What was even more fascinating is Ovalekar’s own story of how he converted his family owned two-acre farmland left fallow for a decade, into a butterfly park in the midst of Mumbai’s ever growing concrete jungle. He recounts the time when he participated in a nature trail and a talk called “Breakfast with Butterflies” organized by the Bombay Natural History Society (BNHS) and was surprised to learn that many of the butterfly species discussed on this tour were indigenous to his own village of Owala.
The idea germinated instantly and he decided to convert his farm into a butterfly garden. With the help of Isacc Kehimkar, the grandmaster of butterflies in Mumbai, he planted all possible foliage and yes, including weeds, to attract even more butterflies into his agricultural land. He pulled out every root on his farm that would not serve the grand purpose and began to scout for plants in the nearby sewers and rail tracks. Today his land has over 5000 plants and bushes that serve as fodder for the lifecycle of the butterflies.
His story also reflects how a passion for holding on to a green space and to a richly natural environment in a granular hard-nosed metropolitan where the price of every square feet of land keeps escalating sky-high, has its own priceless rewards. He was stoically determined to resist the tempting offers of the real estate barons and nurture this golden bubble of space flooded with the flutter of gossamer wings.
Ovalekar simply followed his heart and this brought him the support of some of the most committed butterfly and nature experts. Today, he also acts as a consultant for some of the corporate companies and builders of Mumbai and from the nearby sister cities of Pune and Nasik, who are keen on developing butterfly gardens in their premise or terrace. A number of non-government organizations (NGOs) are also lending him support for his venture.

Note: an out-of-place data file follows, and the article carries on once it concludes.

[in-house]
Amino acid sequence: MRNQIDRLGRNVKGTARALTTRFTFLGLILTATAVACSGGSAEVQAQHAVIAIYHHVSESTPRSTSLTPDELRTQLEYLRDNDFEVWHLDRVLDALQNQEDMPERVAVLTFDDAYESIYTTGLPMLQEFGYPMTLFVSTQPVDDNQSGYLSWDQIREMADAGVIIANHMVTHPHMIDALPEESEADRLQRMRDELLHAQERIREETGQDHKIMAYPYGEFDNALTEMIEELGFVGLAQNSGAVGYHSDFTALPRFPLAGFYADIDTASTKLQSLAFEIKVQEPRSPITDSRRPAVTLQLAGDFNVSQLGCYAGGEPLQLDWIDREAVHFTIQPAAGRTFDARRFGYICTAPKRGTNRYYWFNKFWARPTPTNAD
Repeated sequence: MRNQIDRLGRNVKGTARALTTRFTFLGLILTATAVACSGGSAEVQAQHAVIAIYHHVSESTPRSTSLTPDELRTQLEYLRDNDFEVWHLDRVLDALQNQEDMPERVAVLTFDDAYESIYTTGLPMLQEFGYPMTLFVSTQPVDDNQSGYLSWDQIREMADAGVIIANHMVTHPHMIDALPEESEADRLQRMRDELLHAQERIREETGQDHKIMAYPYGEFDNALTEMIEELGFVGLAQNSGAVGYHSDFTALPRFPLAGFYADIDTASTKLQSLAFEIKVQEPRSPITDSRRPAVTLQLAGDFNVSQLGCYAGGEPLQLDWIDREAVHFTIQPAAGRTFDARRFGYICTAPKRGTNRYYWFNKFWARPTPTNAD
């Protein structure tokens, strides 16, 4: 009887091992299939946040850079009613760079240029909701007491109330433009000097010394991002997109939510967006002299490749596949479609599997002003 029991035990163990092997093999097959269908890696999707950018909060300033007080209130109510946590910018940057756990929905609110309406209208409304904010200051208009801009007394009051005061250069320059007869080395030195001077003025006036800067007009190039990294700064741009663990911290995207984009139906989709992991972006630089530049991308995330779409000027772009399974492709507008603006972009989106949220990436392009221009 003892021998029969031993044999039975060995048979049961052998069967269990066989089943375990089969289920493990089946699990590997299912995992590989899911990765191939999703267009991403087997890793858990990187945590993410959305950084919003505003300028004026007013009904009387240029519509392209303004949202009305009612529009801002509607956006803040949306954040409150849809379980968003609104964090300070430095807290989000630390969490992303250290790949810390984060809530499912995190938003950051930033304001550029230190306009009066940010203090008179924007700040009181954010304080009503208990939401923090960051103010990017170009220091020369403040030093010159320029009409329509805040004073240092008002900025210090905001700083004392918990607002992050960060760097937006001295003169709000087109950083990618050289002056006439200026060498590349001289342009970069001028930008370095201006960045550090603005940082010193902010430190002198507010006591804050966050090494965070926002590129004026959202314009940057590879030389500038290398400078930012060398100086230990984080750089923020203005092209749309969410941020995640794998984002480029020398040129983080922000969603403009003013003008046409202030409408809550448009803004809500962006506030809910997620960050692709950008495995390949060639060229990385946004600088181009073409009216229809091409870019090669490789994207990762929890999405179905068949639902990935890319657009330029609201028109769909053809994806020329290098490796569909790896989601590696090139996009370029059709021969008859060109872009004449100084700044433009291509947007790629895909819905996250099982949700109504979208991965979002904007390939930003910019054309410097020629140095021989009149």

What gives him the most satisfaction, he notes, is when he instills the sense of respect for nature and butterflies among his little students and children who visit his garden. When he opens up the world of the pupa, the caterpillar and the butterfly to them, he knows he has ingrained in their little hearts the love for preserving these winged wonders. “The children of today are even ignorant that coconuts grow on trees”, he notes. “So when I see them in this garden running around and flapping their wings like butterflies, I know there is hope for the environment and for the butterflies.”
His future dream is to plant nectarine plants and flowers along some of the major arterial roads of Mumbai so that people can gaze at the butterflies as they drive by. Perhaps this is will prompt Mumbai dwellers who seem to be eternally on a fast-track, to take a pause … and breathe-in even for a moment, the translucent beauty of sun-kissed wings. Perhaps that shimmer-moment will be enough for some to ponder on the wing-beat of nature and her glorious rhythm.
A poet once noted that butterflies are God’s kisses sent to earth. It is also believed that the flutter of a butterfly’s wings can be enough to cause a storm thousands of miles away. Perhaps these feather-light “kisses from heaven” will create a wave of another kind in hearts!